When it comes to health care for adolescents, patient autonomy and parental responsibility are at times forced into opposition, and when adolescent patients in the U.S. seek care for sensitive issues — sexually transmitted infections, mental health problems, drug use, contraception, etc. — the health care team’s ability to render treatment without involving a parent will depend on which jurisdiction they’re in.
A paper published May 9 in Pediatrics outlines how laws concerning adolescent patient confidentiality and independent adolescent consent for health care services vary substantially from state to state, are often unclear, and often run counter to patient confidentiality standards advocated by medical societies.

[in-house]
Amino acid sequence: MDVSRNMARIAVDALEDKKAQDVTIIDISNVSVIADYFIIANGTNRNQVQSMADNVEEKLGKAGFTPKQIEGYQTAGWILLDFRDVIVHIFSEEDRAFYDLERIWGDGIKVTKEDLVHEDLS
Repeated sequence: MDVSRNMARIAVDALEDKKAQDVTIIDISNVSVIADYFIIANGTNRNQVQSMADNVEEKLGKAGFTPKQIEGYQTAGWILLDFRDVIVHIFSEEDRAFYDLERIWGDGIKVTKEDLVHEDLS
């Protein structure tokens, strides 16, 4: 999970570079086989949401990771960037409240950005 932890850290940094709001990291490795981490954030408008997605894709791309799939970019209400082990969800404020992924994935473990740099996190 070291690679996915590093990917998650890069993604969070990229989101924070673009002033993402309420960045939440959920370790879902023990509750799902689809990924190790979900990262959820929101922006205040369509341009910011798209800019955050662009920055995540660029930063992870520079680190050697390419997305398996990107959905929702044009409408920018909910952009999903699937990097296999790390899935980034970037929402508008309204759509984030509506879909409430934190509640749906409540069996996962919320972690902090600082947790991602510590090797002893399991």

“Adolescents are at high risk for sensitive medical issues. Redressing rampant confusion and inconsistency with regard to patient privacy for this group should be a national public health priority,” said the paper’s senior author, pediatrician and internist Trent Rosenbloom, MD, MPH, Vice Chair of Faculty Affairs and Professor of Biomedical Informatics, Pediatrics, Medicine and Clinical Nursing at Vanderbilt University Medical Center.